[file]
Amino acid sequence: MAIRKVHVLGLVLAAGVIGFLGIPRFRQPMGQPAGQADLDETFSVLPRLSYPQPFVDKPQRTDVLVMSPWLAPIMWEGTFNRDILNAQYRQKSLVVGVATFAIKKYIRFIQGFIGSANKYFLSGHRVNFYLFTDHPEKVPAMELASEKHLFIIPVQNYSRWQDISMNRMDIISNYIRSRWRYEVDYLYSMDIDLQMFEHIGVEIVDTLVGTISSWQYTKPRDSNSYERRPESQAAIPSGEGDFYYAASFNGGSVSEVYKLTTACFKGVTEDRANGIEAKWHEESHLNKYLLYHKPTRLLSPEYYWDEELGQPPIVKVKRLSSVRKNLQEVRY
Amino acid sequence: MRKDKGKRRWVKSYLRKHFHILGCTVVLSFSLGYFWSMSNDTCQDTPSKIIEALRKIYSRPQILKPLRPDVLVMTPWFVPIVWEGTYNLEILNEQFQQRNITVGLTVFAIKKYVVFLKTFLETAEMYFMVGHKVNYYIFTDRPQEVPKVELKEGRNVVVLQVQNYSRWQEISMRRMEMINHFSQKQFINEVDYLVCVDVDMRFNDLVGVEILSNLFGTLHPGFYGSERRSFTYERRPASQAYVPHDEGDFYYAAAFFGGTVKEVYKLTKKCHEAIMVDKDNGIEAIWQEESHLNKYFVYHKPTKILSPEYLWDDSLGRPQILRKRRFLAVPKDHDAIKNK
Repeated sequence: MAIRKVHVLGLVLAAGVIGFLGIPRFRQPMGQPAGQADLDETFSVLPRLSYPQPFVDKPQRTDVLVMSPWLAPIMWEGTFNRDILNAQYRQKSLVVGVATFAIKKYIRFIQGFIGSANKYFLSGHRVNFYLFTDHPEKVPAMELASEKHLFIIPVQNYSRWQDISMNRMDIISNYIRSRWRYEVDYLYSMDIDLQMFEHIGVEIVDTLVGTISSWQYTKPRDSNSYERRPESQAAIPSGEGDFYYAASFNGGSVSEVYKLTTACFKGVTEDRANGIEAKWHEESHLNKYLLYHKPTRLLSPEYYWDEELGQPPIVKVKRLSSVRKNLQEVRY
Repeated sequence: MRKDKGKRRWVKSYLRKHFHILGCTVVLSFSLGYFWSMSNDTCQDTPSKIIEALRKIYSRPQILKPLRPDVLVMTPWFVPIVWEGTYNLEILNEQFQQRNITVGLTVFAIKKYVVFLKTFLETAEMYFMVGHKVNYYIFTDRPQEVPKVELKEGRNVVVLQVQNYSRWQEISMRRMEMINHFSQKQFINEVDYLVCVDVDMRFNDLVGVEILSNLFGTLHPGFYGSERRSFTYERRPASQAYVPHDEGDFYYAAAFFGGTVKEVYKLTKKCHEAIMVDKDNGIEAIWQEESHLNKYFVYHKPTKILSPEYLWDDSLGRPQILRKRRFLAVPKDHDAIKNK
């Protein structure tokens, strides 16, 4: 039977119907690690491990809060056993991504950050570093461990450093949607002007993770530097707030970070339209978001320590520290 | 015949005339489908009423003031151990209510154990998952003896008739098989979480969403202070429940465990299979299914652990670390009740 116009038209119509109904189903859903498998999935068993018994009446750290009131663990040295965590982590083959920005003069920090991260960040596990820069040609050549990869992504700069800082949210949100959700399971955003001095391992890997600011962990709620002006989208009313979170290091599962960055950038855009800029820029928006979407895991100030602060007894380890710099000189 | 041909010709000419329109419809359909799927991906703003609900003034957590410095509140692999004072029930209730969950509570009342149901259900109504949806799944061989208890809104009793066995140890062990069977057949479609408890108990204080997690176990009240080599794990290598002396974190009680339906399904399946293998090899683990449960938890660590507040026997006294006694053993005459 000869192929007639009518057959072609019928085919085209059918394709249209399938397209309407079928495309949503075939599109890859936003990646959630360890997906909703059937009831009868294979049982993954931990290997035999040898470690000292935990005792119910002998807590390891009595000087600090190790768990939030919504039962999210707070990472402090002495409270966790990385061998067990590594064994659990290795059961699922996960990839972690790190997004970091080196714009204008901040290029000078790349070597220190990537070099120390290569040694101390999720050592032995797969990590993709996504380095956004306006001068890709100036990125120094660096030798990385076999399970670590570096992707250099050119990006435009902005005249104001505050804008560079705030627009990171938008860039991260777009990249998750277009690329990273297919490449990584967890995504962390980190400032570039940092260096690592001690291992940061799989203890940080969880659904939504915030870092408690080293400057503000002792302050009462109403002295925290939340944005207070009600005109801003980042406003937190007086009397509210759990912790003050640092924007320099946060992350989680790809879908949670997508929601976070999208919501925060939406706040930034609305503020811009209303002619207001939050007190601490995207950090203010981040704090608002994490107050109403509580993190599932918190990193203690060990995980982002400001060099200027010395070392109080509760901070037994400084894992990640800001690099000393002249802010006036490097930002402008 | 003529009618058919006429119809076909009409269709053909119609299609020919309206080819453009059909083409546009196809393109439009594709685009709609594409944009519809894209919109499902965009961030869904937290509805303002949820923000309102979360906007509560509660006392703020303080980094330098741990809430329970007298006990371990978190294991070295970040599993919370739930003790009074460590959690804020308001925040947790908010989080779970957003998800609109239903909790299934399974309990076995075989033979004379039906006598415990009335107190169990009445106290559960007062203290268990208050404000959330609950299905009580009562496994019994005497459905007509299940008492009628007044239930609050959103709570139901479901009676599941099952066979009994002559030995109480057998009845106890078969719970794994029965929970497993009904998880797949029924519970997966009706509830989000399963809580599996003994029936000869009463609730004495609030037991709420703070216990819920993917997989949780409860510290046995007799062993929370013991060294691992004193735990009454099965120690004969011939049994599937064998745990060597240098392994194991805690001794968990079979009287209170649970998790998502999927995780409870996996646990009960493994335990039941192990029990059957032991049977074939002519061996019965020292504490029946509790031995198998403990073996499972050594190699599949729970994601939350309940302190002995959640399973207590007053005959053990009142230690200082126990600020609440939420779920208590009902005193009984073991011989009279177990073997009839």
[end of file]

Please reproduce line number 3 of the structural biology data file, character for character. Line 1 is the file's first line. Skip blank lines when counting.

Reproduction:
Repeated sequence: MAIRKVHVLGLVLAAGVIGFLGIPRFRQPMGQPAGQADLDETFSVLPRLSYPQPFVDKPQRTDVLVMSPWLAPIMWEGTFNRDILNAQYRQKSLVVGVATFAIKKYIRFIQGFIGSANKYFLSGHRVNFYLFTDHPEKVPAMELASEKHLFIIPVQNYSRWQDISMNRMDIISNYIRSRWRYEVDYLYSMDIDLQMFEHIGVEIVDTLVGTISSWQYTKPRDSNSYERRPESQAAIPSGEGDFYYAASFNGGSVSEVYKLTTACFKGVTEDRANGIEAKWHEESHLNKYLLYHKPTRLLSPEYYWDEELGQPPIVKVKRLSSVRKNLQEVRY